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All The Old Knives (15)

Cast: Laurence Fishburne, Jonathan Pryce, Thandiwe Newton, Chris Pine
Genre: Thriller
Author(s): Olen Steinhauer
Director: Janus Metz
Release Date: 08/04/2022 (selected cinemas)
Running Time: 101mins
Country: US
Year: 2022

Eight years after the hijacking of Turkish Alliance flight 127 in Vienna, which resulted in the deaths of everyone on board including more than 100 passengers, crew and four gun-toting terrorists, CIA chief Vick Wallinger calls in one of his most trusted operatives, Henry Pelham. US forces have finally tracked down Chechen extremist Ilyas Shushani, mastermind of the hijacking, and he has disclosed that a mole inside the Vienna station leaked intelligence during the hostage situation.


LondonNet Film Review
All The Old Knives (15)

Eight years after the hijacking of Turkish Alliance flight 127 in Vienna, which resulted in the deaths of everyone on board including more than 100 passengers, crew and four gun-toting terrorists, CIA chief Vick Wallinger (Laurence Fishburne) calls in one of his most trusted operatives, Henry Pelham (Chris Pine). US forces have finally tracked down Chechen extremist Ilyas Shushani (Orli Shuka), mastermind of the hijacking, and he has disclosed that a mole inside the Vienna station leaked intelligence during the hostage situation…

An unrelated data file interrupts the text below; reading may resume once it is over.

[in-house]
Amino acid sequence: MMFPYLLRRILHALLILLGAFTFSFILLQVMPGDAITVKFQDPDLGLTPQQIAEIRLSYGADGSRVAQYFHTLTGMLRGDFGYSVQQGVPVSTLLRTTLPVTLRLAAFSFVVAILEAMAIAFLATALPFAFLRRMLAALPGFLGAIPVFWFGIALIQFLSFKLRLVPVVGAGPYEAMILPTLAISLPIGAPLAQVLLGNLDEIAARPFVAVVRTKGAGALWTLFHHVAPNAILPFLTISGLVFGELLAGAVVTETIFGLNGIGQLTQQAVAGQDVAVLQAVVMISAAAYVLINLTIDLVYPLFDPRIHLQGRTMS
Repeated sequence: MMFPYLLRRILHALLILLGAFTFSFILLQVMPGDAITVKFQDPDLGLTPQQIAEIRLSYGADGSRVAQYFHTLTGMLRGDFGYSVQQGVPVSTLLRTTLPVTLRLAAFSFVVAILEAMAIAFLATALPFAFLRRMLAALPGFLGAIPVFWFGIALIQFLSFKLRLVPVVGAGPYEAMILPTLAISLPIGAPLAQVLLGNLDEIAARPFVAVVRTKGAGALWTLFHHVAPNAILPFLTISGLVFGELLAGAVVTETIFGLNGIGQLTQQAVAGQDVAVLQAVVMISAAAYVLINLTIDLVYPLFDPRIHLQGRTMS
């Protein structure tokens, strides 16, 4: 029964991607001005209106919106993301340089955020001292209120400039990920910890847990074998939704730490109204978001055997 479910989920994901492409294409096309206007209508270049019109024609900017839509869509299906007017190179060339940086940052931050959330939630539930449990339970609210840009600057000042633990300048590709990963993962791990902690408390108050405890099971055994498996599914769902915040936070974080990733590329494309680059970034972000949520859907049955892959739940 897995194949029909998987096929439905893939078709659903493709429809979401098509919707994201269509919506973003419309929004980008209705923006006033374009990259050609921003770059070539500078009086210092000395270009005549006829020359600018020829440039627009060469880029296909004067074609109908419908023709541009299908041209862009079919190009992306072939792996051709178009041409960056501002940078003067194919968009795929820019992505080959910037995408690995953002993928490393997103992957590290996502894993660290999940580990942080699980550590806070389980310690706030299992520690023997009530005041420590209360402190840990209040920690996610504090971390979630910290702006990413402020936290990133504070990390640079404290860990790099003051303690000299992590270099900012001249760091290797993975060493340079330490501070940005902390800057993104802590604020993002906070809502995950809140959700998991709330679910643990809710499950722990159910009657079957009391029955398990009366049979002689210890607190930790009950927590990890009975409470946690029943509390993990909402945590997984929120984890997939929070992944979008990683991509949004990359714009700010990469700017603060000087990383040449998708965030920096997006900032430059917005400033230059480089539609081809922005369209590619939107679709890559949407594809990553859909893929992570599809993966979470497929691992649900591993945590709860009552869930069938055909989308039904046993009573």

“We can’t afford the embarrassment of a prosecution,” Vick tells Henry, who travels firstly to London to interview former colleague Bill Compton (Jonathan Pryce) and then to Santa Clara to question old flame Celia Harrison (Thandiwe Newton), who is now married with two children. Over the course of an evening meal garnished with sexual tension, Celia relives events in Austria and quietly proclaims her innocence.

Adapted for the screen by author Olen Steinhauer from his 2015 novel, All The Old Knives is a serpentine thriller of deadly betrayal and espionage that proves there is no room for affection in the spy game. Director Janus Metz contrasts the sun-baked warmth of Californian wine country in flirtatious present-day scenes with the wintry colour palette of fragmented flashbacks to snowy Vienna. Steinhauer’s script doesn’t rush to its sombre resolution, relishing verbal to and fros between Pine (also an executive producer) and Newton, interspersed with artfully staged sex scenes. All is fair in love, war and covert, government-sanctioned surveillance.

– Sarah Lee


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